Seizing the opportunity to nurture a new horror franchise, Blumhouse follow up 2017’s hugely successful Happy Death Day with a smartly named sequel, again starring Jessica Rothe as Theresa Gelman. When ‘Tree’ finds herself trapped once more in a time-loop, her determination to escape is intensified by the realisation that her friends are now involved. And just in time for Valentine’s Day too.

Instant Family (Sean Anders)

An instant hit? Quite possibly. Mark Wahlberg and Rose Byrne star as married couple Pete and Ellie Wagner who seek to fill a widening void in their relationship with foster children. Likeable comedy drama from the man behind Daddy’s Home and Horrible Bosses 2.


A Private War

Rosamund Pike delivers career-best work as Marie Colvin, the former Sunday Times journalist and foreign correspondent who threw herself into danger in the face of self-destruction. It was this attitude that lost her an eye whilst covering Tamil militarisation in Sri Lanka. Charlize Theron produces.

Isn’t It Romantic

Not so long ago, Rebel Wilson sparked a wave of controversy by suggesting that she was about to lead Hollywood’s first plus-sized romcom. This is that film. Wilson plays an Australian architect in New York who wakes up from a mugging to the discovery that she lives in a ‘PG-13 Universe’. Can she escape clichés and find true love in the process?

Jellyfish (James Gardner)

Liv Hill stars as a teenage carer who discovers an unlikely talent for stand-up comedy in this feature debut for former professional skateboarder James Gardner. Having premiered at Tribeca last year, Jellyfish went on to when the Michael Powell Award at the Edinburgh Film Festival. One to seek out.

Mektoub, My Love (Abdellatif Kechiche)

This sixth feature from the director of Blue is the Warmest Colour follows the romantic ebbs and flows of a young screenwriter. When Amin returns home from Paris to his Southern France fishing village he finds love in the way of his career. Mektoub is the Arabic word for destiny but what is Amin’s?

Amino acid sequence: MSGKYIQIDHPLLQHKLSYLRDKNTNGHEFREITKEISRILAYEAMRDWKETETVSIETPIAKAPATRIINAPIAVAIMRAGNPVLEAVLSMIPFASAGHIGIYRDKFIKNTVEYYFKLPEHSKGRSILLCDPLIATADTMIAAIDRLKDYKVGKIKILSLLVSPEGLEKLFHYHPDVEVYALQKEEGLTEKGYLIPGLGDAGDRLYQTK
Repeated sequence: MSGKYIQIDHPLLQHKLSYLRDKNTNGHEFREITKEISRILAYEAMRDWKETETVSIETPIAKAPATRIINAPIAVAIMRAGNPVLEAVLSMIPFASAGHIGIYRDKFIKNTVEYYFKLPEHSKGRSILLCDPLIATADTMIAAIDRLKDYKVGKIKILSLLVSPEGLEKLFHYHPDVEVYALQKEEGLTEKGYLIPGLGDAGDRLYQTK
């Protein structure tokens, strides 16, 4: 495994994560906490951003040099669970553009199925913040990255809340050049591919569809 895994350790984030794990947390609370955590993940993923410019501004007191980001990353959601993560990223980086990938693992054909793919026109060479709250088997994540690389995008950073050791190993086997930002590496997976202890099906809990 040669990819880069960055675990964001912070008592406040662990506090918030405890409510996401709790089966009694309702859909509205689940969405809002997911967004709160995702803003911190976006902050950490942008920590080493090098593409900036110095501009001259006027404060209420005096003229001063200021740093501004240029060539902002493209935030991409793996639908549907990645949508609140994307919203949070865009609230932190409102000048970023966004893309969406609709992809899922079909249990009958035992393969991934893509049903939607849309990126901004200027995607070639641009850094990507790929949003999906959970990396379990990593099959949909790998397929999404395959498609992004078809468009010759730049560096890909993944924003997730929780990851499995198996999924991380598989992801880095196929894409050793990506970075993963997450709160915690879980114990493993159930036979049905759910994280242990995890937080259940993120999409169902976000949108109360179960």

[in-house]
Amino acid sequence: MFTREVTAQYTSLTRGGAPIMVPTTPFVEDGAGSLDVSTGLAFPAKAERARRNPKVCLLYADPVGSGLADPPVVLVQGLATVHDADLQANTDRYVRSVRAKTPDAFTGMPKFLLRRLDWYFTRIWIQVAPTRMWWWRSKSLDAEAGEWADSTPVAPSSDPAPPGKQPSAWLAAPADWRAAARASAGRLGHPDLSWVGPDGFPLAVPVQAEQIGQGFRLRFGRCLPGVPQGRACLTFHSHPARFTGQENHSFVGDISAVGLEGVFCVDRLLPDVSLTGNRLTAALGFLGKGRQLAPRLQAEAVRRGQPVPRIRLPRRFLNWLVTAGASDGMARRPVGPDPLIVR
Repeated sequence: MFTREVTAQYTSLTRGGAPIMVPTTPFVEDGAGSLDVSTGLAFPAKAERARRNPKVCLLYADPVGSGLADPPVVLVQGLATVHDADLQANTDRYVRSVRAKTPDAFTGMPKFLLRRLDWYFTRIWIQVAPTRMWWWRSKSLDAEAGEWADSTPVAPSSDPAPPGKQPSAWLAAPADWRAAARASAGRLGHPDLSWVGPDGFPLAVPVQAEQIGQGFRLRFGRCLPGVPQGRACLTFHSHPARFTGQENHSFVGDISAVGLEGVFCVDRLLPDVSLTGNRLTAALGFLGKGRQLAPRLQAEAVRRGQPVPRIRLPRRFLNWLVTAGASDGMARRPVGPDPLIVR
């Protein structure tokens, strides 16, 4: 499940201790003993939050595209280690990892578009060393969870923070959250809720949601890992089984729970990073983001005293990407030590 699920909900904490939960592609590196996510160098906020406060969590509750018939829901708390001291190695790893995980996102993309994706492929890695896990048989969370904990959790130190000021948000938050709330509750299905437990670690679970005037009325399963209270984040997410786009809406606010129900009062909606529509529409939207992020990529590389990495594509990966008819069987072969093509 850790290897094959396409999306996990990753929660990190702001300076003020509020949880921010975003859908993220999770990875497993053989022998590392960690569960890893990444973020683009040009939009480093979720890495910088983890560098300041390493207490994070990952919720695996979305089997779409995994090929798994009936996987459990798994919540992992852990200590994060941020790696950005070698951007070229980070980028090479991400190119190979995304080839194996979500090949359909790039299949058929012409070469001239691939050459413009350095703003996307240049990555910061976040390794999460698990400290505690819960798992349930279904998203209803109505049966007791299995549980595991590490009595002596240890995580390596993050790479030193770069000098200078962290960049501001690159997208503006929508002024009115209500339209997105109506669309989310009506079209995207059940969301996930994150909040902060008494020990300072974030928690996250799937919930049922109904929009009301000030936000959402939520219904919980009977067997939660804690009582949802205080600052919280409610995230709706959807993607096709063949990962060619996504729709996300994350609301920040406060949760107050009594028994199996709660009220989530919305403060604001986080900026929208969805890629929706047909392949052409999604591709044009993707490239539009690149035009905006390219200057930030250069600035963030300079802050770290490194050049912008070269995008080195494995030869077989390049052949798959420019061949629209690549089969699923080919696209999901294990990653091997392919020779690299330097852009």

Piercing (Nicolas Pesce)

Christopher Abbot and Mia Wasikowska head up this thriller horror based on the novel by Ryu Murakami. It is the story of a seemingly innocent man who sets out from home one day with murder on his mind. Unnerving and darkly comic.

The Kid Who Would Be King (Joe Wright)

A feel good adventure for all the family, this King Arthur update has a lot going for it. Read everything you need to know here.

The Lady Eve (Preston Sturges)

A re-release for Sturges’ 1941 Barbara Stanwyck and Henry Fonda starring screwball comedy about an odd couple on an ocean liner.


Capernaum (Nadine Labaki)

Lebanon’s entry for this year’s Academy Awards and the recipient of a fifteen minute standing ovation at Cannes. Newcomer Zain Al Rafeea plays a 12-year-old Syrian refugee who embarks on a remarkable journey of self-discovery. The film was inspired by Labaki’s concern that children are paying a high price for adult conflicts.

Cold Pursuit (Hans Petter Moland)

Liam Neeson’s latest action romp is a loose remake of Norwegian film In Order of Disappearance. Neeson plays Nelson ‘Nels’ Coxman, a snowplower who seeks revenge against a Rocky Mountains gang after they murder his son. Think Taken but with snow.

Kobiety Mafii 2

Translated to English, the title of this Polish crime drama becomes Women of Mafia 2. The first film – released only last year – told the story of a police officer infiltrating the mafia. Expect more of the same in the sequel.

Old Boys (Toby MacDonald)

Inspired by the play Cyrano de Bergerac, this school set comedy sees Alex Lawther play an awkward but imaginative pupil help the handsome but spectacularly dim school-hero (Jonah Hauer-King) pursue the fiery daughter (Pauline Étienne) of a visiting French teacher (Denis Ménochet).

On the Basis of Sex (Mimi Leader)

If you loved Betsy West and Julie Cohen documentary RBG as much as we did, then this dramatisation of the Ruth Bader Ginsburg story is a must watch. Felicity Jones stars as Ginsburg, with the film focusing on her role in the 1970 court case of Charles Moritz.

Sometimes Always Never (Carl Hunter)

Bill Nightly stars in this London Film Festival film about a tailor whose devotes his life to the search for his missing son Michael, who stormed out years prior over a game of Scrabble. Comedy drama from the pen of Frank Cottrell-Boyce.

Teddy Pendergrass – If You Don’t Know Me (Olivia Lichtenstein)

A near-fatal car crash in 1982 almost ended the career of American R&B talent Teddy Pendergrass. He was only 31. Olivia Lichtenstein’s documentary tells his story.

Total Dhamaal

This is third and supposedly final instalment of the Dhamaal film trilogy. Arshad Warsi, Sanjay Dutt and Ritesh Deshmukh all return for a musical adventure showcase that promises to be three times as entertaining as its predecessors.

What are you most looking forward to? Let us know in the comments!